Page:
My second aside has to do with our own as well as the international criticism of Barack Obama in relation to his response to the Egyptian uprising.  This passing of judgment is unreasonable and out of line.  Sorry.  First off, he already has a job.  Here.  In America.  Secondly, for a revolution to have validity and staying power, the solutions and leadership have to come from within, not from outside interference and/or occupation.  At last, we have a President who is thinking and talking before he sends in the troops.

Back to my main commentary.  My take is that there is no leader on the Egyptian horizon because there is no apparent leader.  This revolt was initiated by the younger generation in Egypt.  Their discontent with the political and economic reality of Egypt reflected that of many other groups also.  However, the difficulty in implementing reform is magnified because none of these  factions have a leader.  Who will sit down at the table with Mubarak and other old-timers to negotiate what will be?  Even the religious extremists, the Muslim Brotherhood, were not interested nor invested in any change prior to this upheaval.  That said, it does not mean that they are not willing to step into the political void if given the chance.  The young people have no one they look to as their principal, so the process of change is very much up in the air.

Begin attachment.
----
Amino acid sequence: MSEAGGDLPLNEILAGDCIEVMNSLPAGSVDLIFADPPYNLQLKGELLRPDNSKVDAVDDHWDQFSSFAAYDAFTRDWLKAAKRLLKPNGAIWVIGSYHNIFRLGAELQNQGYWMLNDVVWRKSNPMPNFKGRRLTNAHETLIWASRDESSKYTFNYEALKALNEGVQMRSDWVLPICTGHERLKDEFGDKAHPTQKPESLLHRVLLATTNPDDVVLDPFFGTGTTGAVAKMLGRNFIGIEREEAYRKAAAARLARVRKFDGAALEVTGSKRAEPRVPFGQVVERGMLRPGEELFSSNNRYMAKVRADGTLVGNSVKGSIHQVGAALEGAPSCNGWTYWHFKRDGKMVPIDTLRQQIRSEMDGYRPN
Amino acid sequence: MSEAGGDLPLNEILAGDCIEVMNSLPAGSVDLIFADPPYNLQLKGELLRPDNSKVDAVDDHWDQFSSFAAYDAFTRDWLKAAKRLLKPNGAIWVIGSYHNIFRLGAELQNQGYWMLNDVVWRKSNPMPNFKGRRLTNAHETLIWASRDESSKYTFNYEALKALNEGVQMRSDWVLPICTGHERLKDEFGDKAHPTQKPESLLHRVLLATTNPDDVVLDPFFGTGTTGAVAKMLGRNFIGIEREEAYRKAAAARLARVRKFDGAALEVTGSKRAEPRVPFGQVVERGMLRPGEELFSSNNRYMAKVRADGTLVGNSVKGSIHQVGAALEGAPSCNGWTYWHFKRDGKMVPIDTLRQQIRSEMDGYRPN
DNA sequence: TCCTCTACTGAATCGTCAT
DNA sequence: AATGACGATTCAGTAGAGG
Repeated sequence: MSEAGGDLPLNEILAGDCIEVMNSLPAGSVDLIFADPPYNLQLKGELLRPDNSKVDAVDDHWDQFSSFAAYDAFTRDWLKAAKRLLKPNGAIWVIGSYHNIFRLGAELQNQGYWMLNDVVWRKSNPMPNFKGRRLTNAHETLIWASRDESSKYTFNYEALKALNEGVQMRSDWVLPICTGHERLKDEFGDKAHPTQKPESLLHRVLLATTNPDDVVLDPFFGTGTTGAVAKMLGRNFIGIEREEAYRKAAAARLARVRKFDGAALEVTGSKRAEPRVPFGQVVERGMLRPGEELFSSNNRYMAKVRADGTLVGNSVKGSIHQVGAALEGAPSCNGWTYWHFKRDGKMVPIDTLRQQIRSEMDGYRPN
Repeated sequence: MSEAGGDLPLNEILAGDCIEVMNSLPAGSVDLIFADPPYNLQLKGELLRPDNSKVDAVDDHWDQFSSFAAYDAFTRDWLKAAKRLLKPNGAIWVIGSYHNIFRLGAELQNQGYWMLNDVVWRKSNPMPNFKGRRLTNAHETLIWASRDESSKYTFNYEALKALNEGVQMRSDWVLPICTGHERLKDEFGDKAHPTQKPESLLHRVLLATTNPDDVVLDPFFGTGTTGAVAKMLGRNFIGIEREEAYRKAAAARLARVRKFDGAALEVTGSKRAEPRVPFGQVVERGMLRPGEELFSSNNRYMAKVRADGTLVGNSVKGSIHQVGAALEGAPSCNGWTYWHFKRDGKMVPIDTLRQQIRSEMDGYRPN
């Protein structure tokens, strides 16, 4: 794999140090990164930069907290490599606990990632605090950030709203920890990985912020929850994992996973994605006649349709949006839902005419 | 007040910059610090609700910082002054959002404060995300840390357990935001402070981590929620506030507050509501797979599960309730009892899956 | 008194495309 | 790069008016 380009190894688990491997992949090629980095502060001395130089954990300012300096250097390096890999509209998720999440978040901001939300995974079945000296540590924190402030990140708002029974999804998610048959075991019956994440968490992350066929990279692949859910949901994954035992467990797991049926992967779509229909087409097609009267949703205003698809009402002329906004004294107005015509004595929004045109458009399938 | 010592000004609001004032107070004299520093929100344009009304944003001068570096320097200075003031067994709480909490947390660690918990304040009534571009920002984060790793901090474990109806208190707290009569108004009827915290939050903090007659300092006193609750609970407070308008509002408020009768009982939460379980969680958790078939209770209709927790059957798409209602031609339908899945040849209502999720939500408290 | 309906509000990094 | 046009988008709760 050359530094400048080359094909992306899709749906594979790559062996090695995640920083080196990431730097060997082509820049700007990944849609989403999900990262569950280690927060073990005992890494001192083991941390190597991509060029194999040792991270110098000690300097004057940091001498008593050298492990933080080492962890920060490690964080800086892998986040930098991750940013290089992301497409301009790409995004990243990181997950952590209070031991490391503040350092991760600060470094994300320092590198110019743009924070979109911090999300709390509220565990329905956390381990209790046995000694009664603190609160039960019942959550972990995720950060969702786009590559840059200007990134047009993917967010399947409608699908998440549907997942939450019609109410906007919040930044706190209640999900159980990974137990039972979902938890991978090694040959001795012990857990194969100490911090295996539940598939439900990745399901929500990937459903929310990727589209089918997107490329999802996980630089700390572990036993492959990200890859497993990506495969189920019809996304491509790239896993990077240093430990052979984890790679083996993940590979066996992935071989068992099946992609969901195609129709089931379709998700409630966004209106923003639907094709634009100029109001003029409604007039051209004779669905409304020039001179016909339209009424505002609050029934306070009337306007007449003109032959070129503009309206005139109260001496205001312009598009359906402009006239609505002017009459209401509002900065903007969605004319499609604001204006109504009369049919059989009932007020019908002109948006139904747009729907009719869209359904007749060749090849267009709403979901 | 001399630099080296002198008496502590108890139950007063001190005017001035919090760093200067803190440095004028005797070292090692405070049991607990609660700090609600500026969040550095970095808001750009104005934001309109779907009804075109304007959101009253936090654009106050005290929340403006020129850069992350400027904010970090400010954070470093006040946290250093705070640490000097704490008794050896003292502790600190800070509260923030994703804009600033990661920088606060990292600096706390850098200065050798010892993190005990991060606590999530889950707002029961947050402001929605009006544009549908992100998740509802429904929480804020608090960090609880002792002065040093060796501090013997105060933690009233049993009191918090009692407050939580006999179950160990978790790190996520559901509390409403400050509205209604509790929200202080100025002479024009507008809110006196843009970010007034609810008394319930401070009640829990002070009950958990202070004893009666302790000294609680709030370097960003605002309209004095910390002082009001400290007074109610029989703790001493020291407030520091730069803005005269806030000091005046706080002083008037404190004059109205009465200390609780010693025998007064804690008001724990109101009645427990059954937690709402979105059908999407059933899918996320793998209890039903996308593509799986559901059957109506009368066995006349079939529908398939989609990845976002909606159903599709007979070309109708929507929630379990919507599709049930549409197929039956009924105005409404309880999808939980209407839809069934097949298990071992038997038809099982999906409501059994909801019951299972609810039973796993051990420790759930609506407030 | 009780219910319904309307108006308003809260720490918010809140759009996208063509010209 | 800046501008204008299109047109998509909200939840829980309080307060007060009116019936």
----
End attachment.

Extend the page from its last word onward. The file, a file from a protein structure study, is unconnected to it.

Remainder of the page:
Have a look at some statistics.  The government announced yesterday that they will be giving government employees a 15% raise.  I don’t know what those workers make, but for the 40% of the population who earn $2 a day, if this raise was to apply to them also, the extra 30 cents a day would mean squat.  The citizenry do not want a handout; they want the opportunity to make a decent living.  College tuition in Egypt is cheap; it costs only about $60 a year.  As a result, between 600,000 and 700,000 graduates are thrust into the job market every year.  Only about half of those were able to find employment last year.  Thus, there is major discontent because the state’s funds are being funnelled into those political and financial kingpins’ pockets running the state instead of being used to create job opportunities.  Sound familiar?